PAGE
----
I’ve seen a couple of dad-centric ads lately that made me smile. Not just because they were funny, but because they depicted dads being good parents without a hint of irony. Okay, maybe there’s a hint of it — but they definitely aren’t depicted as not knowing their way around the kitchen, running screaming from a diaper, or some other modern father stereotype. Instead they show warmth, competence, and that these guys actually enjoy being dads.
The first is a Tide commercial I saw the other night, and just loved the interaction between the father and his little girl. Very matter-of-fact, no OMG-The-Dude-is-doing-a-girl’s-hair sound effects. Just father/daughter awesomeness.
A longer version takes a slightly different direction, using the phrase “Dad Mom.” (I guess Mr. Mom is trademarked?) I didn’t like it as much as the first one, as it veered closer into the “Why is a man doing a woman’s job?” territory. But still sweet overall in its tone.
And finally, I spotted this print ad in Entertainment Weekly, from the normally über-macho Chunky Soup folks. In the past Chunky has tiptoed to the sensitive side by showing NFL players with their moms in spots I found both goofy and unable to relate to. But this ad — while still quietly touting their NFL connection — shows a “real” man: playing with his kids, letting down his guard, being there for them.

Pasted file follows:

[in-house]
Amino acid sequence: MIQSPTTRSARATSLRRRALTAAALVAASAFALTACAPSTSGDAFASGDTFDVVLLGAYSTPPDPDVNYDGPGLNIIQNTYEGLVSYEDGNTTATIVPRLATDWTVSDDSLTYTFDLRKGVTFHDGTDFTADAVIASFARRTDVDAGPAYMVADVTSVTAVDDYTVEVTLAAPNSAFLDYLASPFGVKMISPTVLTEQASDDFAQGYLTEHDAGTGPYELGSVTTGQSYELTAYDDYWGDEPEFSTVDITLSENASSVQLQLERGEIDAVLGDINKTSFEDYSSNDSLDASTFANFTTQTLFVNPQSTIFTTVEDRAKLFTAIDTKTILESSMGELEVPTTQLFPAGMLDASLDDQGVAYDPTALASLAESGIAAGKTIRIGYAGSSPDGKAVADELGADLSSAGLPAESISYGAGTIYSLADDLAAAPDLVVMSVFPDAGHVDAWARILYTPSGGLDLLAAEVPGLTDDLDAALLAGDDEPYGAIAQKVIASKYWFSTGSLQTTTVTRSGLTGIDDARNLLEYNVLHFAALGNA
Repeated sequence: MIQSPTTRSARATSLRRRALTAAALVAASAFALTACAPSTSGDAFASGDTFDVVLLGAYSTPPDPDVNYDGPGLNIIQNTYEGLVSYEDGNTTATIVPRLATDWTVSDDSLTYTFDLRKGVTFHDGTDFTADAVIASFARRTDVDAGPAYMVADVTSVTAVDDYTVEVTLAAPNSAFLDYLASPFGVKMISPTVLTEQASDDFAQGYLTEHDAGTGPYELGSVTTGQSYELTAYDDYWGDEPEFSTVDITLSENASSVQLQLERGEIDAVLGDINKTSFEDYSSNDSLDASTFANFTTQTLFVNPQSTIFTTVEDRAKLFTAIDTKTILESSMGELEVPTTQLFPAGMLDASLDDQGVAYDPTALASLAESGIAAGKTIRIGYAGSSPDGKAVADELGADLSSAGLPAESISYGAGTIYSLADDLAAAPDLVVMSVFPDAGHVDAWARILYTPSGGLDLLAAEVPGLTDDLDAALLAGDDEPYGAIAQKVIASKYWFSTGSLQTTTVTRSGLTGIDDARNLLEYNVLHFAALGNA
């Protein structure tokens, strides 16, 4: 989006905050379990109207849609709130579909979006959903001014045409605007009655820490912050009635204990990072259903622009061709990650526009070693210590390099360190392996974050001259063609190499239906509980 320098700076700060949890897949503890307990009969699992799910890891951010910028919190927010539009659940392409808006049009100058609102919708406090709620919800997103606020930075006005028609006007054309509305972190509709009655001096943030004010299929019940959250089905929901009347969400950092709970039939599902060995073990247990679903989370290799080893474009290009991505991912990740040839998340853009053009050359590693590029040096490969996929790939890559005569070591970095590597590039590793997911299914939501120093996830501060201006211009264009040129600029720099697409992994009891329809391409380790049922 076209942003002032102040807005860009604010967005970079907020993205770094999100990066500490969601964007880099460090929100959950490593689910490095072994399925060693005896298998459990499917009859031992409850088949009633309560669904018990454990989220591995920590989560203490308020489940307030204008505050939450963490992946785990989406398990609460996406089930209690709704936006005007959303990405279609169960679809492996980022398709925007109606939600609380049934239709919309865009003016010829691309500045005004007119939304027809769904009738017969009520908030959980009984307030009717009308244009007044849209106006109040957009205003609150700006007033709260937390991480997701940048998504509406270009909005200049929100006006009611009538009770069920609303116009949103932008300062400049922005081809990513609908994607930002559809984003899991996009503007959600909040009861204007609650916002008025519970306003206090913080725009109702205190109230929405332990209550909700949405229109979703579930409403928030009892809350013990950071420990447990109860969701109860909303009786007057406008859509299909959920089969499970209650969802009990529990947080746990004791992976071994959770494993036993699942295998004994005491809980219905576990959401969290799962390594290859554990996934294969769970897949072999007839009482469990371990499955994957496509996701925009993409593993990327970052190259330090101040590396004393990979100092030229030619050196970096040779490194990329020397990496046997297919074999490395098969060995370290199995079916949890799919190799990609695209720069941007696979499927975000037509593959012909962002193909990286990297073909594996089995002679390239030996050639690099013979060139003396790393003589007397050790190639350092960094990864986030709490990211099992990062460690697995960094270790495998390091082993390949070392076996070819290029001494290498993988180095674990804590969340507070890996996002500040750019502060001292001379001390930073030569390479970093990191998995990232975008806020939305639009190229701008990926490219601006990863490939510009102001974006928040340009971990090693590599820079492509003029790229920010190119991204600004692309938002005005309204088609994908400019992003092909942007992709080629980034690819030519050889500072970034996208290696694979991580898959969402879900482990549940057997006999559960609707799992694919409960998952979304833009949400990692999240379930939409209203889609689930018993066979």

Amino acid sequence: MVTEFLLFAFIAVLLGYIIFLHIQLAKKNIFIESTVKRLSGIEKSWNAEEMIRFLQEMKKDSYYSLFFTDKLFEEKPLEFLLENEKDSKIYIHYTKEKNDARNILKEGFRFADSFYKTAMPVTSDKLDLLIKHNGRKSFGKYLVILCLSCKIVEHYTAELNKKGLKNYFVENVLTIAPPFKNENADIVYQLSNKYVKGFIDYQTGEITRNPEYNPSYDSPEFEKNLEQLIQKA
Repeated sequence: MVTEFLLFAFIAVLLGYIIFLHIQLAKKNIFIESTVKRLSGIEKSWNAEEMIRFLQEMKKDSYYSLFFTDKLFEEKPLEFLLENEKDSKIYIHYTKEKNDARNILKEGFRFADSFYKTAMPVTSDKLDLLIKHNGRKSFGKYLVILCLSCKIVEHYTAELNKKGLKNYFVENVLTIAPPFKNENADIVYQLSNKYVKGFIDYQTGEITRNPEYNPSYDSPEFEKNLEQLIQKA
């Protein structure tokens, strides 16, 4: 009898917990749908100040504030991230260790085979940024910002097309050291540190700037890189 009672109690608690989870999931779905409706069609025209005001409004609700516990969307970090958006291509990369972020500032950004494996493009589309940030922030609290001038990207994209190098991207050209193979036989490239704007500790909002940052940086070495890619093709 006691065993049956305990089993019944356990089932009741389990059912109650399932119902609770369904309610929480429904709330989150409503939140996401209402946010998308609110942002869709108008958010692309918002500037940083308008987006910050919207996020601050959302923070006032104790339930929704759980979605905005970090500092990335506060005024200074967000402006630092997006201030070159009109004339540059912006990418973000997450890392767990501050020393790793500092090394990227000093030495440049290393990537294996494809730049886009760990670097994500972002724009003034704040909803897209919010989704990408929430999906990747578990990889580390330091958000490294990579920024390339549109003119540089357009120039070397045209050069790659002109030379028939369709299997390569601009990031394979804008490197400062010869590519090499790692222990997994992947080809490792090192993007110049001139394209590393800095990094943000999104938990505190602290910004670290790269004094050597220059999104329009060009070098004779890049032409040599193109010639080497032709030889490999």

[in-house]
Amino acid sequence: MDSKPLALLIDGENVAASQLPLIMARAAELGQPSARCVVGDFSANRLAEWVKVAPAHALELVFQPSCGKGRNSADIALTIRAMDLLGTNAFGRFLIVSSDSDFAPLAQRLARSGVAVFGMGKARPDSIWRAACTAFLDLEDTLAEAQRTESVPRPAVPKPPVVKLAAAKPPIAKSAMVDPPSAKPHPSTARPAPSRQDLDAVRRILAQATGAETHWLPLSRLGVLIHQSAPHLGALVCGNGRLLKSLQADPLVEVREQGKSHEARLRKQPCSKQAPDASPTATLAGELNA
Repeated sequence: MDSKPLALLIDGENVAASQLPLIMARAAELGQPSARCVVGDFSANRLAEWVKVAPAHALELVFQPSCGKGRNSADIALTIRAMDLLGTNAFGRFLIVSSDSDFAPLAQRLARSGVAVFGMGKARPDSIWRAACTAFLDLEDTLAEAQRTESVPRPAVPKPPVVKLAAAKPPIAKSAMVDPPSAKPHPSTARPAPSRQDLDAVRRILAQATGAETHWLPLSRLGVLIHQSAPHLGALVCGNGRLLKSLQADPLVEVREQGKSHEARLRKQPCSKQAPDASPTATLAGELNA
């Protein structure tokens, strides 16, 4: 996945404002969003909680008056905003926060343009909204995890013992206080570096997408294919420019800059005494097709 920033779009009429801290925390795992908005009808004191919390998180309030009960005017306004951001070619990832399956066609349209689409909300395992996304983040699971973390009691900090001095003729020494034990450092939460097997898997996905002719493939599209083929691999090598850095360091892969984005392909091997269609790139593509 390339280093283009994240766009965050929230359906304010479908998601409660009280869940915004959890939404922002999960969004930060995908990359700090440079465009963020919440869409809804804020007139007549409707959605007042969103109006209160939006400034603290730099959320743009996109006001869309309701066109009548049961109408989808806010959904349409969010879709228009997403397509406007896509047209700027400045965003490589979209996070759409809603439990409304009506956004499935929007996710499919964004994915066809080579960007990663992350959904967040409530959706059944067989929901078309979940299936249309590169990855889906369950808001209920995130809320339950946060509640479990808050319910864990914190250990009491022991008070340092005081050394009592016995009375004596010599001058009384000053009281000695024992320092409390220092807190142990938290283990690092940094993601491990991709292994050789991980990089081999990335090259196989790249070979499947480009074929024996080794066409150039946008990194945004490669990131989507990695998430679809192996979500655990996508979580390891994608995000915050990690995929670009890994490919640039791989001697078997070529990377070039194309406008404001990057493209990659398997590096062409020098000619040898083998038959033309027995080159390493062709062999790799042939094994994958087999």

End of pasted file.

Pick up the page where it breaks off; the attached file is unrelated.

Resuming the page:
Thanks Tide and Chunky, for busting out of the stereotypes — keep up the good work!
I liked that the first version of the Tide ad didn’t make any reference to a mom, so the dad could have been a single dad, or part of a gay couple.
Good observation — I didn’t even think of that! 🙂
Oh – this is one of my biggest pet peeves! I hate the stupid dad commercials. Dads are heroes!
Someday I’d like to write about how Dad’s (at least portrayed in entertainment and advertising) evolved from being pillars of stability and wisdom (Ward Cleaver, Mike Brady, Howard Cunningham) to goofy and inept, cowering under the glare of their smug, bitchy wives (Cliff Huxtable, Raymond Barone, Tim Taylor). Not sure where to put Archie Bunker in that list, though. 🙂
I would be happy to help with that – soon as I’m done with school! I feel bad for dads today – they’re living with these horrible stereotypes and it’s frustrating.
Ha, I loved these. To be fair, though, staying home with a 4yo boy and an almost 2yo girl, I still don’t know what to do with dresses. I look at dresses like my father looks at a washing machine (“I don’t know what this thing is, I don’t know how to operate it, and thank God someone in this house does”). Eventually I’ll have to learn to deal with dresses and tights and all the other girly stuff. Or I’ll just continue dressing my girl with her older brother’s hand-me-downs…